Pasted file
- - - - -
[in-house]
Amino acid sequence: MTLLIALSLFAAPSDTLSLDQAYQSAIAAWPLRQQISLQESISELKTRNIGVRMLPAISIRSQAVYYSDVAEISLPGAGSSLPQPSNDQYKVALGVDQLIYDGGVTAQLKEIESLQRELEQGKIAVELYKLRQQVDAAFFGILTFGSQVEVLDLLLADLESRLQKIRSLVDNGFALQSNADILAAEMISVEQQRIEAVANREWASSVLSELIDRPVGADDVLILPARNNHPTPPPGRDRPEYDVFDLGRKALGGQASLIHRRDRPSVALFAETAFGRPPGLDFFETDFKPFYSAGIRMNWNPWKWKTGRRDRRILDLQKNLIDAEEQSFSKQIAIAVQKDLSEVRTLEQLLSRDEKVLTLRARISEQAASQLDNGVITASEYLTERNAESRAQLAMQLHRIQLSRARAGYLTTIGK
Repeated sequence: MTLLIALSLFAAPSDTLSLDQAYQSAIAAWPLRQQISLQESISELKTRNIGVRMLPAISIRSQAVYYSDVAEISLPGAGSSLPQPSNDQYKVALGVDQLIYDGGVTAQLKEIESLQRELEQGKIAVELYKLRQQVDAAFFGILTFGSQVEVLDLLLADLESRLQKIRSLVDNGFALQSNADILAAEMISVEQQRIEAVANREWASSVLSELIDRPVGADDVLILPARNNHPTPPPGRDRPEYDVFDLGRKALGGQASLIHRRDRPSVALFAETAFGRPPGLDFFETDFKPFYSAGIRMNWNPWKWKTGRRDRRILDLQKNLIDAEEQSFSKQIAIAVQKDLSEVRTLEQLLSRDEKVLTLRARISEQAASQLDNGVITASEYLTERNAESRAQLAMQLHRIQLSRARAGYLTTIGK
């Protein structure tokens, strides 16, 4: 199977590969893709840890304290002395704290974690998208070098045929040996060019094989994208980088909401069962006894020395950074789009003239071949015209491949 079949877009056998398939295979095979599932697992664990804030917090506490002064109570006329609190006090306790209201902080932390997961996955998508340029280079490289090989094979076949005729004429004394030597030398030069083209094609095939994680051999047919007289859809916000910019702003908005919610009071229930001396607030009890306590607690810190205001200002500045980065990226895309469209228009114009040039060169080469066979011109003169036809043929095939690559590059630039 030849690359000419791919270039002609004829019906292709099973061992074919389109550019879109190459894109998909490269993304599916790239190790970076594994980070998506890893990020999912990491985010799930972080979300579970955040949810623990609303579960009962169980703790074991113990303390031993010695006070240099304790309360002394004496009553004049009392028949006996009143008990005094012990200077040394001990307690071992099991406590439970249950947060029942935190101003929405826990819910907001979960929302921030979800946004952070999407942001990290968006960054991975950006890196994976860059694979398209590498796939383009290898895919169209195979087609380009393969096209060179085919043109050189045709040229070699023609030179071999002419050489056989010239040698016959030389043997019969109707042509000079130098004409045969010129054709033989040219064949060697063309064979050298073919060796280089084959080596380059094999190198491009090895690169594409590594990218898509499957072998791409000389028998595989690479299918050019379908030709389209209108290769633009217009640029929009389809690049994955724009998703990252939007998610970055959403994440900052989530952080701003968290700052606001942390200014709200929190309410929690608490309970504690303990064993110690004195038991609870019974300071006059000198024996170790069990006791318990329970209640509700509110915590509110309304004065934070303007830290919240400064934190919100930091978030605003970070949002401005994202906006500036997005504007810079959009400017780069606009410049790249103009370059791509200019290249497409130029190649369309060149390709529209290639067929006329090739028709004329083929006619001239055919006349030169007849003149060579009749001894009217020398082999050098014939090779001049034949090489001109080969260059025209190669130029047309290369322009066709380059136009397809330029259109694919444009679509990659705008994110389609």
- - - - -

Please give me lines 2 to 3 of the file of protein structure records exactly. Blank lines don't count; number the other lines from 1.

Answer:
Amino acid sequence: MTLLIALSLFAAPSDTLSLDQAYQSAIAAWPLRQQISLQESISELKTRNIGVRMLPAISIRSQAVYYSDVAEISLPGAGSSLPQPSNDQYKVALGVDQLIYDGGVTAQLKEIESLQRELEQGKIAVELYKLRQQVDAAFFGILTFGSQVEVLDLLLADLESRLQKIRSLVDNGFALQSNADILAAEMISVEQQRIEAVANREWASSVLSELIDRPVGADDVLILPARNNHPTPPPGRDRPEYDVFDLGRKALGGQASLIHRRDRPSVALFAETAFGRPPGLDFFETDFKPFYSAGIRMNWNPWKWKTGRRDRRILDLQKNLIDAEEQSFSKQIAIAVQKDLSEVRTLEQLLSRDEKVLTLRARISEQAASQLDNGVITASEYLTERNAESRAQLAMQLHRIQLSRARAGYLTTIGK
Repeated sequence: MTLLIALSLFAAPSDTLSLDQAYQSAIAAWPLRQQISLQESISELKTRNIGVRMLPAISIRSQAVYYSDVAEISLPGAGSSLPQPSNDQYKVALGVDQLIYDGGVTAQLKEIESLQRELEQGKIAVELYKLRQQVDAAFFGILTFGSQVEVLDLLLADLESRLQKIRSLVDNGFALQSNADILAAEMISVEQQRIEAVANREWASSVLSELIDRPVGADDVLILPARNNHPTPPPGRDRPEYDVFDLGRKALGGQASLIHRRDRPSVALFAETAFGRPPGLDFFETDFKPFYSAGIRMNWNPWKWKTGRRDRRILDLQKNLIDAEEQSFSKQIAIAVQKDLSEVRTLEQLLSRDEKVLTLRARISEQAASQLDNGVITASEYLTERNAESRAQLAMQLHRIQLSRARAGYLTTIGK